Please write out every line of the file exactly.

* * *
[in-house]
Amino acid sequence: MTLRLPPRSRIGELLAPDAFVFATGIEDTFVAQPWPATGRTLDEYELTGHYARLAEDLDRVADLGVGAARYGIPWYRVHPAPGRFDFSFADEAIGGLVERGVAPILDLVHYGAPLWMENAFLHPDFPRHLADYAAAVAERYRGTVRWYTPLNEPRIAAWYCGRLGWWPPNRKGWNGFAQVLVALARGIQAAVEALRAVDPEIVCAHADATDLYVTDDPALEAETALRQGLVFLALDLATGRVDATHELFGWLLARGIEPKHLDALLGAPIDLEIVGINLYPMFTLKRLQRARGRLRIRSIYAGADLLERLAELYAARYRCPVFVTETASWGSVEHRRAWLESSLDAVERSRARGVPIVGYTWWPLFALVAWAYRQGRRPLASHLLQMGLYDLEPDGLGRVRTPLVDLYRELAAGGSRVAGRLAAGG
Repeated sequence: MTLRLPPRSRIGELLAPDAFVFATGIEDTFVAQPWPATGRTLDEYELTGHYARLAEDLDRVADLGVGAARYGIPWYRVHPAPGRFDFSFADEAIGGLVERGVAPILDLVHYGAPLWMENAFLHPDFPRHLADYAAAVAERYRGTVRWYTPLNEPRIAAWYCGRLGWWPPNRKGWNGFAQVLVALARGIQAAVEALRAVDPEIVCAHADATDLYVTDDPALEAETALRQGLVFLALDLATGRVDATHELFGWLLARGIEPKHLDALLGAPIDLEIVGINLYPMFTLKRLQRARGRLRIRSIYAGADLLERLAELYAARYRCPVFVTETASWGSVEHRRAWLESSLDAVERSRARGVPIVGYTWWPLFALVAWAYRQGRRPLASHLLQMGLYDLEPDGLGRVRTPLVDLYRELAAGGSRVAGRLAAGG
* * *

[in-house]
Amino acid sequence: MTLRLPPRSRIGELLAPDAFVFATGIEDTFVAQPWPATGRTLDEYELTGHYARLAEDLDRVADLGVGAARYGIPWYRVHPAPGRFDFSFADEAIGGLVERGVAPILDLVHYGAPLWMENAFLHPDFPRHLADYAAAVAERYRGTVRWYTPLNEPRIAAWYCGRLGWWPPNRKGWNGFAQVLVALARGIQAAVEALRAVDPEIVCAHADATDLYVTDDPALEAETALRQGLVFLALDLATGRVDATHELFGWLLARGIEPKHLDALLGAPIDLEIVGINLYPMFTLKRLQRARGRLRIRSIYAGADLLERLAELYAARYRCPVFVTETASWGSVEHRRAWLESSLDAVERSRARGVPIVGYTWWPLFALVAWAYRQGRRPLASHLLQMGLYDLEPDGLGRVRTPLVDLYRELAAGGSRVAGRLAAGG
Repeated sequence: MTLRLPPRSRIGELLAPDAFVFATGIEDTFVAQPWPATGRTLDEYELTGHYARLAEDLDRVADLGVGAARYGIPWYRVHPAPGRFDFSFADEAIGGLVERGVAPILDLVHYGAPLWMENAFLHPDFPRHLADYAAAVAERYRGTVRWYTPLNEPRIAAWYCGRLGWWPPNRKGWNGFAQVLVALARGIQAAVEALRAVDPEIVCAHADATDLYVTDDPALEAETALRQGLVFLALDLATGRVDATHELFGWLLARGIEPKHLDALLGAPIDLEIVGINLYPMFTLKRLQRARGRLRIRSIYAGADLLERLAELYAARYRCPVFVTETASWGSVEHRRAWLESSLDAVERSRARGVPIVGYTWWPLFALVAWAYRQGRRPLASHLLQMGLYDLEPDGLGRVRTPLVDLYRELAAGGSRVAGRLAAGG